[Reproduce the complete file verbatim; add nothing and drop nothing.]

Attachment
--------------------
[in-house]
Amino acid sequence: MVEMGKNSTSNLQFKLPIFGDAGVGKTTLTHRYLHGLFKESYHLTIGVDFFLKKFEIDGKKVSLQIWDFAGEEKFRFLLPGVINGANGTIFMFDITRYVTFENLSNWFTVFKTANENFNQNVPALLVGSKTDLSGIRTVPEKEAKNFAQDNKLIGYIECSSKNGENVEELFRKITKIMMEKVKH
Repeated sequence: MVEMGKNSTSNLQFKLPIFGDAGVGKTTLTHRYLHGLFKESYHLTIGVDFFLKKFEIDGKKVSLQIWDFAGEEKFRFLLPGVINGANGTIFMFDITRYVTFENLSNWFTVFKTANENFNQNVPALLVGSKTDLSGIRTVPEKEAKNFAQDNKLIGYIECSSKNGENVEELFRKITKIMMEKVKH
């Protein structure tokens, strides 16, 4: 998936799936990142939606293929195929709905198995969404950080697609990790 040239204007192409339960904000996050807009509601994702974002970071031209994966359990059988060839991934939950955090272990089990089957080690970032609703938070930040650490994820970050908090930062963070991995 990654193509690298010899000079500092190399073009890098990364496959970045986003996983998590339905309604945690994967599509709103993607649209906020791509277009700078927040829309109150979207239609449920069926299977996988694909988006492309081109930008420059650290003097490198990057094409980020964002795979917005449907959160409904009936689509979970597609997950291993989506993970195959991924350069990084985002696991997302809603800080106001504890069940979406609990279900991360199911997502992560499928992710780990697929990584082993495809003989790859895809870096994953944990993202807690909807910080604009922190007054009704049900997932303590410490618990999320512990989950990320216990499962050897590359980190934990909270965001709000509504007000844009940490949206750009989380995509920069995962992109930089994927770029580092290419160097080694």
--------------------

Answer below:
[in-house]
Amino acid sequence: MVEMGKNSTSNLQFKLPIFGDAGVGKTTLTHRYLHGLFKESYHLTIGVDFFLKKFEIDGKKVSLQIWDFAGEEKFRFLLPGVINGANGTIFMFDITRYVTFENLSNWFTVFKTANENFNQNVPALLVGSKTDLSGIRTVPEKEAKNFAQDNKLIGYIECSSKNGENVEELFRKITKIMMEKVKH
Repeated sequence: MVEMGKNSTSNLQFKLPIFGDAGVGKTTLTHRYLHGLFKESYHLTIGVDFFLKKFEIDGKKVSLQIWDFAGEEKFRFLLPGVINGANGTIFMFDITRYVTFENLSNWFTVFKTANENFNQNVPALLVGSKTDLSGIRTVPEKEAKNFAQDNKLIGYIECSSKNGENVEELFRKITKIMMEKVKH
């Protein structure tokens, strides 16, 4: 998936799936990142939606293929195929709905198995969404950080697609990790 040239204007192409339960904000996050807009509601994702974002970071031209994966359990059988060839991934939950955090272990089990089957080690970032609703938070930040650490994820970050908090930062963070991995 990654193509690298010899000079500092190399073009890098990364496959970045986003996983998590339905309604945690994967599509709103993607649209906020791509277009700078927040829309109150979207239609449920069926299977996988694909988006492309081109930008420059650290003097490198990057094409980020964002795979917005449907959160409904009936689509979970597609997950291993989506993970195959991924350069990084985002696991997302809603800080106001504890069940979406609990279900991360199911997502992560499928992710780990697929990584082993495809003989790859895809870096994953944990993202807690909807910080604009922190007054009704049900997932303590410490618990999320512990989950990320216990499962050897590359980190934990909270965001709000509504007000844009940490949206750009989380995509920069995962992109930089994927770029580092290419160097080694």